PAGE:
Much has been made in the election campaign about Council Tax-who should pay it, should it be replaced, how much should be charged. One sector which has been conspicuously overlooked is that of the writing-up postgraduate.

Those who find themselves in this particular limbo face a serious financial dilemma: as they are no longer under tuition, they no longer qualify as students. Consequently, they are officially liable to pay Council Tax and, unless their HEI recognize them as students before their local council, they can find themselves facing financial meltdown just at the time when they can least afford to take the time to earn money.

After three years of research, possibly becoming the world´s expert on one´s chosen topic, the PhD researcher can find their writing-up hampered by liability for extra debt which may require sacrificing valuable time to paid employment in order to make debts meet. Thesis quality may suffer; some candidates have even been known to withdraw due to lack of time for writing up, wasting not only several years of their lives but depriving society at large of the fruits of their labour.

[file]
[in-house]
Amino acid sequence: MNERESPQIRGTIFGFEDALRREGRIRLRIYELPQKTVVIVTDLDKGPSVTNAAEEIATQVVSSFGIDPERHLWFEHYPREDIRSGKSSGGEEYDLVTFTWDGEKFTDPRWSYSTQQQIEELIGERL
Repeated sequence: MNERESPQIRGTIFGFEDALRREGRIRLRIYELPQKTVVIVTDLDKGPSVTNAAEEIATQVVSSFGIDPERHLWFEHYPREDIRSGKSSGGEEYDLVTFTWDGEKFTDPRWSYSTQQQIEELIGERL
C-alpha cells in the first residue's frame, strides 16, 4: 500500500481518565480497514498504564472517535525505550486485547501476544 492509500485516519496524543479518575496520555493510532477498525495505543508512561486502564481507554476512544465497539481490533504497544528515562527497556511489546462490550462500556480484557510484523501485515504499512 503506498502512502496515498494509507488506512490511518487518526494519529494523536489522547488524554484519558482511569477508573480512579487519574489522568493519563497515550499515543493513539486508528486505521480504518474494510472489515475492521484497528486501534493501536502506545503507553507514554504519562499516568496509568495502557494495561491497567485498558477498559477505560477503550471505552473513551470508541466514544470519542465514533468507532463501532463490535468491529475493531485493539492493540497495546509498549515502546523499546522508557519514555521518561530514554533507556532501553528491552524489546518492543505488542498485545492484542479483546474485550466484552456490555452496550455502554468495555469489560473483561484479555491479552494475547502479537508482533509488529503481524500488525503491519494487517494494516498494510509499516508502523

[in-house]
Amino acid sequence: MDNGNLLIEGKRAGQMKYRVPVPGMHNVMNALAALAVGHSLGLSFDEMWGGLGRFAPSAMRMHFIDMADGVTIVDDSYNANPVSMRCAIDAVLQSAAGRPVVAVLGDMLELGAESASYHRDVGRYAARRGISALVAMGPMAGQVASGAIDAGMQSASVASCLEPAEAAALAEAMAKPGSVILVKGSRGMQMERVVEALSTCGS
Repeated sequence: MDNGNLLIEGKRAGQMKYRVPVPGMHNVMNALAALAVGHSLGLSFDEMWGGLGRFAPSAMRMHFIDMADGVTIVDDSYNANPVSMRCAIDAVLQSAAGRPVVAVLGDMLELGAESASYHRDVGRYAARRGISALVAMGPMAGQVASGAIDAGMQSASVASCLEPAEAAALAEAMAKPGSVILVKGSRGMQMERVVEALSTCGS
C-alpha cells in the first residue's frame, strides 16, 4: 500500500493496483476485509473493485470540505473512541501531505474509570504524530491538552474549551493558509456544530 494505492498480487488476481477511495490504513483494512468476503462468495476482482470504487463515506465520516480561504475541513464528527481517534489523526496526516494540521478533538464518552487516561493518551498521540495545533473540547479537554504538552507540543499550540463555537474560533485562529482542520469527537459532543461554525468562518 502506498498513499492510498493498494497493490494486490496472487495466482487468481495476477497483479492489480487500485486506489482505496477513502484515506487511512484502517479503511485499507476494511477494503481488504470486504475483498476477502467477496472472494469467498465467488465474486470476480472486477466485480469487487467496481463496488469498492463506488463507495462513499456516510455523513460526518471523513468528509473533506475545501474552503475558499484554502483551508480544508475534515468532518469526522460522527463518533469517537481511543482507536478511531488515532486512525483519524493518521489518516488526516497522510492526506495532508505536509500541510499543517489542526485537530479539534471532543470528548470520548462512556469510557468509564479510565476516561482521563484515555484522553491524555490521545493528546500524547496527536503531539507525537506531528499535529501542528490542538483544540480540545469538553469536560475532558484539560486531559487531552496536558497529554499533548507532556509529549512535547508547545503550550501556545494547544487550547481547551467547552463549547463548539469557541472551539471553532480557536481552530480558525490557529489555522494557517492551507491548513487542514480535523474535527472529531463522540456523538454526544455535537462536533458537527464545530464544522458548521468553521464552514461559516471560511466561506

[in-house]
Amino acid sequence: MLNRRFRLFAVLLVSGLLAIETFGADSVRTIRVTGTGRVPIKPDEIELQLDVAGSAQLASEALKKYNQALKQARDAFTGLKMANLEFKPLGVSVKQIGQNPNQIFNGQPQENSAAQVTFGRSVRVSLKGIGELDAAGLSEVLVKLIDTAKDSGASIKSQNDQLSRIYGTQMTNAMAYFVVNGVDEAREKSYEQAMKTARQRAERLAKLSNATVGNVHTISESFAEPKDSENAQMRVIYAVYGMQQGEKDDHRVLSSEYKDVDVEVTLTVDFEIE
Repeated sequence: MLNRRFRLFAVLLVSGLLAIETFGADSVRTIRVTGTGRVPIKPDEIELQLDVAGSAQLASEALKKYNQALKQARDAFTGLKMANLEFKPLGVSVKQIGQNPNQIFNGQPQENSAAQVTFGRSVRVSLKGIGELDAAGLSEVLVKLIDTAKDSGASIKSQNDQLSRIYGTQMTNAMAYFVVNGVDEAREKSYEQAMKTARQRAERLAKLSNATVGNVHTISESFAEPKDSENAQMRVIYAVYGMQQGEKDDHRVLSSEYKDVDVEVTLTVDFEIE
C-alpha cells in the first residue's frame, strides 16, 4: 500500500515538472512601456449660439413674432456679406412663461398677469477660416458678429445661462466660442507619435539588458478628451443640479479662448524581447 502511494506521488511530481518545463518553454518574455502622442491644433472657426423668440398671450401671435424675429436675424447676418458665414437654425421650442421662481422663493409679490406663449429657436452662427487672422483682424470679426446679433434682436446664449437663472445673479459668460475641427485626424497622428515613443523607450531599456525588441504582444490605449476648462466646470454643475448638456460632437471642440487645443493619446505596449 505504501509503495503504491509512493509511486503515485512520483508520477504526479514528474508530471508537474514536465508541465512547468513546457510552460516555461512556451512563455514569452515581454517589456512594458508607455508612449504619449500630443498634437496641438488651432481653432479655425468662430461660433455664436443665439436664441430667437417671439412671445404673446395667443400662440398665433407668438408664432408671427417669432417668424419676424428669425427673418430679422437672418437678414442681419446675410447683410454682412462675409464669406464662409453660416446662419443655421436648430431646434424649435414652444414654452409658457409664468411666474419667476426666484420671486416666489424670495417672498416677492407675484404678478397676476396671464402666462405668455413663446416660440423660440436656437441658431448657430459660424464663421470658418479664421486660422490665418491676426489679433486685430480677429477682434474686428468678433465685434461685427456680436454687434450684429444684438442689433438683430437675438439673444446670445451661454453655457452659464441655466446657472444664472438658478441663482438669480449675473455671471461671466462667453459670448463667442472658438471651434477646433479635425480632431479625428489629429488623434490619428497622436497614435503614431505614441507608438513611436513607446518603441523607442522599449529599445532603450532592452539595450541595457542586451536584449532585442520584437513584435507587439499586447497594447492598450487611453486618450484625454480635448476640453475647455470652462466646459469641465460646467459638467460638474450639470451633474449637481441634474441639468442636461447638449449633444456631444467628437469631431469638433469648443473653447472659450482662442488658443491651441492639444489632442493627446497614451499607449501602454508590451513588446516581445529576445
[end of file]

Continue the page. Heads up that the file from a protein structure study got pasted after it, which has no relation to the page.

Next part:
This problem has come to the fore recently. When Paisley asked fellow-affiliates what arrangements they had for writers-up liable to pay Council Tax, the responses indicated a patchy situation. Several HEIs have local arrangements whereby writers-up are recognised as students and thereby not liable for Council Tax, but this does not apply to those who reside outside the Council area.

What about one who lives in the next county? It is unrealistic to expect every individual HEI to make arrangements with every relevant local authority. That is why we welcome the NPC´s briefing paper on Council Tax, following a meeting with the NUS and Westminster Minister for Higher Education, Bill Rammel MP.

The issue of Council Tax exemption for writers-up is one which requires legislation to enshrine their status as students. It is far too complicated as issue to be left to the hit-and-miss of local negotiations. Exemption will of course add to the pressure to enforce a fixed period for writing up (NPC has argued in the past for six months with funding) but individual circumstances should always be taken into account.

We hope recent discussions have a ripple effect throughout the United Kingdom and will be campaigning towards that end.